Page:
Sometimes new women can be super aggro too, but it is mostly the dudes. I guess I can't really blame them too much though. Maybe they just never learned any differently. Maybe they had a bad teacher, or at least one who decided that controlling the pace of the room was not necessary. (AKA, a bad teacher.) Maybe they just needed someone to tell them how to do this with women. Someone like me.

So lately I have tried to become somewhat of a "white belt whisperer." I am the gal who teaches all the newbies how to relax. Ok now, breathe, move, keep moving, you are supposed to flow, you know, like water, breathe, slow down, no really, slow down, see how slow I am going, its like molasses, good, now breathe, I said breathe, great, really great, now get off my face. 

Most of the time it works.

Oh, and in case you were wondering, all of the teachers I am fortunate enough to train with now are perfectly willing and capable of keeping their room under control.

Also, in case you were wondering, my roll with not-Bob hurt my rib cartilage. I was out of training for a couple of weeks and after that I made sure to be nowhere near him when partners were being chosen.

That was at least two years ago. I am sure he knows better by now...


Monday, January 2, 2017

The Story of Justin

In November of 2004, about a week after the unexpected death of our karate instructor, my husband (boyfriend at the time) and I held a meeting of parents at the old dojo. We sat with a small group of shell-shocked moms and dads to discuss the future of the kids classes, while their children had slippery sock races across the smooth wooden floor. We couldn't really stay in that space for long, we told them. The landlord wanted us out. We'd basically be squatting there until they locked the door or we found a new place.  But yes, we suppose we can have classes again if you want us to. I mean if you don't mind your kids taking karate with us instead of their real teacher who is dead now. Taking classes in the room where their teacher passed away. You know, if that isn't weird. (Don't worry, we didn't actually say all that. Not out loud anyway.)

Yes, they said. Please have class. Can we have it tomorrow?

Then two tween-aged junior black belt girls offered us the money in their piggy banks to help pay the rent.
Seriously, that happened.

I had a full time job at the time, as an after school coordinator, but I got my boss' permission to leave work early so I could teach a 6:00pm kids class. It wasn't my first time teaching karate to kids; I had been assisting my teacher for awhile and had also taught at a kids gym out in Brooklyn. But this felt different, bigger. Of course I had no illusions of taking my teacher's place in their hearts and minds, I just wanted the kids to have fun.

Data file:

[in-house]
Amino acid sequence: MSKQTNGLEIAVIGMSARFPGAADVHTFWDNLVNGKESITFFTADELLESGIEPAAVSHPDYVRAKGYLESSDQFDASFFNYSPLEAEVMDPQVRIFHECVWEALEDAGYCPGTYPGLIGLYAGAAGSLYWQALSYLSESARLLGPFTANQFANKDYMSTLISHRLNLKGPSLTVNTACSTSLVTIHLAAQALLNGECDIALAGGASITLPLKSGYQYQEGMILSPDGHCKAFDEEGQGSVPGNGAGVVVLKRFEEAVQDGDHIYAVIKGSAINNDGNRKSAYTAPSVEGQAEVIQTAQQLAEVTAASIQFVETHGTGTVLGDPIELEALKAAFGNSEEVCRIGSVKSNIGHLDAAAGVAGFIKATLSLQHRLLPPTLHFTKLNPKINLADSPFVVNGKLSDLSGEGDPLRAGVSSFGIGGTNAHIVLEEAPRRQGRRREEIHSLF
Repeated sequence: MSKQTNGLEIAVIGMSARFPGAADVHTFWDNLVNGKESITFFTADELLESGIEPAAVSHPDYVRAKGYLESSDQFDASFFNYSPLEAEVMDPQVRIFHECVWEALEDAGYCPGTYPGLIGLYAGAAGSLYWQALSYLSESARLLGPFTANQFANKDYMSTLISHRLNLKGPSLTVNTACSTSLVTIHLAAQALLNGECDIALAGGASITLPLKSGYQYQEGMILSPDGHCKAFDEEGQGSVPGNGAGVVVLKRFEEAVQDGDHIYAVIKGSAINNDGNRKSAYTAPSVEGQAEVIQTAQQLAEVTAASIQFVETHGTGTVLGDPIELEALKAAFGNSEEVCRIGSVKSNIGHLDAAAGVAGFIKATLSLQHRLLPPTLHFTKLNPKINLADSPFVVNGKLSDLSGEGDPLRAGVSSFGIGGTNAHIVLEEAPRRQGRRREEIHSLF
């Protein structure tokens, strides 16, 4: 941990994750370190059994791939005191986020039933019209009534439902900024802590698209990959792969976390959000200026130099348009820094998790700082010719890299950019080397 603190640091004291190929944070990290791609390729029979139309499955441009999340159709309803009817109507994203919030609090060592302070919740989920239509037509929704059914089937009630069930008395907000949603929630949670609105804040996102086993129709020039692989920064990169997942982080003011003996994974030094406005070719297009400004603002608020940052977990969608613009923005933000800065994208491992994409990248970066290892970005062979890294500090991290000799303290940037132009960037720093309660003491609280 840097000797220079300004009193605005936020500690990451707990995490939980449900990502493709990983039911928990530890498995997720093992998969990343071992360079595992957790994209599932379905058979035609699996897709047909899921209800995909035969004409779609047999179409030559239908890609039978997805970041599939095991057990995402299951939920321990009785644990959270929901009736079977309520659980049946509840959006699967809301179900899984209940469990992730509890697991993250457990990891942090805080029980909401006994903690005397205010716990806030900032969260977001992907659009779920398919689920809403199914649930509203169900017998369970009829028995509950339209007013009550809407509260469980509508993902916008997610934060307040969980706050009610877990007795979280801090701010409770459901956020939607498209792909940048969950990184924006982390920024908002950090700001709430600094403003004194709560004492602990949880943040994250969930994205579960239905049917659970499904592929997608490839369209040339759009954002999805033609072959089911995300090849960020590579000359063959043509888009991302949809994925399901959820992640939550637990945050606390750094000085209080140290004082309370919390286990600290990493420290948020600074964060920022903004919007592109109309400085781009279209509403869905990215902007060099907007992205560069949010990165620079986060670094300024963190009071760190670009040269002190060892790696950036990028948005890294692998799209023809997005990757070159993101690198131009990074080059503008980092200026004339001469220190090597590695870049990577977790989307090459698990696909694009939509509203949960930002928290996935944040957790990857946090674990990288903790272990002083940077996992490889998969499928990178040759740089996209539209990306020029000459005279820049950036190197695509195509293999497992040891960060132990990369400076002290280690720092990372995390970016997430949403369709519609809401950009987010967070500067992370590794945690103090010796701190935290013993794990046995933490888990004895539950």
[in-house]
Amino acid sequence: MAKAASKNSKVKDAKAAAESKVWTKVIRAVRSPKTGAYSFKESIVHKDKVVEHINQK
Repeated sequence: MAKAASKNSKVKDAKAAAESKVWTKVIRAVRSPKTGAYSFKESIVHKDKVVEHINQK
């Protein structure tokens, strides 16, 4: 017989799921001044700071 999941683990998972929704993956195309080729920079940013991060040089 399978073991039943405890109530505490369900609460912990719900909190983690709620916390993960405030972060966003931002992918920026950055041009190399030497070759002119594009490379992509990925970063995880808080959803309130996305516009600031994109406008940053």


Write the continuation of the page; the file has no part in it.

But before I could do that, there was Justin to deal with. It was 4:30. Justin was in my office because of a fight on the basketball court. Apparently his buddy had pushed him trying to get the ball. So he pushed back, and then in the way of 9 year old boys, the pushing turned into more pushing which turned into harder pushing and then mediocre wrestling and then their counselor pulled them apart. The other boy stopped and walked away. But Justin, still furious, tried to get back at the kid, punching and flailing and yelling until the after school counselor had no choice but to bring him to me.

I should tell you that Justin was often furious. That he sat on the chair in my office, fists clenched, face scrunched up and called his friend names that no 9 year old should say. That he tried to run out the door twice. That eventually he burst into tears and I hugged him and told him that it was going to be ok.

That was a long time ago. I don't remember any of the other details of Justin's life. I don't remember what his dad said when he came to pick up his exhausted son that afternoon. I don't remember if he had a diagnosis of some kind, or was on medication, or was simply a very frustrated 9 year old boy who really hated to lose. But I do remember feeling grateful, that an hour and a half before leading my first karate class to the students of the now dead Shihan William Oliver, I got to hold Justin's angry trembling body and tell him it was going to be ok.

The class that night was fine. Whenever I was unsure what to tell the kids, I just made them kiai really really loudly. Yelling always works. I am pretty sure they had fun. Its possible they even learned some karate.